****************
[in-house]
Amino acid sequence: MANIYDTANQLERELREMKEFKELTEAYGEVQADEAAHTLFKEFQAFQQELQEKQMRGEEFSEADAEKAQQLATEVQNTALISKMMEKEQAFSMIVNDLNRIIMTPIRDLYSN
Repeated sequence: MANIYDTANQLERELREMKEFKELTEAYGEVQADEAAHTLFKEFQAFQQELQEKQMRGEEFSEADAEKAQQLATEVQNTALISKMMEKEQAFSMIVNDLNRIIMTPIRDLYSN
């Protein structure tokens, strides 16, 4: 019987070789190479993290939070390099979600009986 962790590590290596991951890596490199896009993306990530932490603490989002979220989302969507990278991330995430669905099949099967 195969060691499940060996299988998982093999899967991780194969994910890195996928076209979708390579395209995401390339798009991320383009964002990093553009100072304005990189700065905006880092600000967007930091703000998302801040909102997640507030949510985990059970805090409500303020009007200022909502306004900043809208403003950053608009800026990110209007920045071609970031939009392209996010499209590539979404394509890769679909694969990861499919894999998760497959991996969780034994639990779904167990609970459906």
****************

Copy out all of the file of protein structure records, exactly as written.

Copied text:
[in-house]
Amino acid sequence: MANIYDTANQLERELREMKEFKELTEAYGEVQADEAAHTLFKEFQAFQQELQEKQMRGEEFSEADAEKAQQLATEVQNTALISKMMEKEQAFSMIVNDLNRIIMTPIRDLYSN
Repeated sequence: MANIYDTANQLERELREMKEFKELTEAYGEVQADEAAHTLFKEFQAFQQELQEKQMRGEEFSEADAEKAQQLATEVQNTALISKMMEKEQAFSMIVNDLNRIIMTPIRDLYSN
């Protein structure tokens, strides 16, 4: 019987070789190479993290939070390099979600009986 962790590590290596991951890596490199896009993306990530932490603490989002979220989302969507990278991330995430669905099949099967 195969060691499940060996299988998982093999899967991780194969994910890195996928076209979708390579395209995401390339798009991320383009964002990093553009100072304005990189700065905006880092600000967007930091703000998302801040909102997640507030949510985990059970805090409500303020009007200022909502306004900043809208403003950053608009800026990110209007920045071609970031939009392209996010499209590539979404394509890769679909694969990861499919894999998760497959991996969780034994639990779904167990609970459906």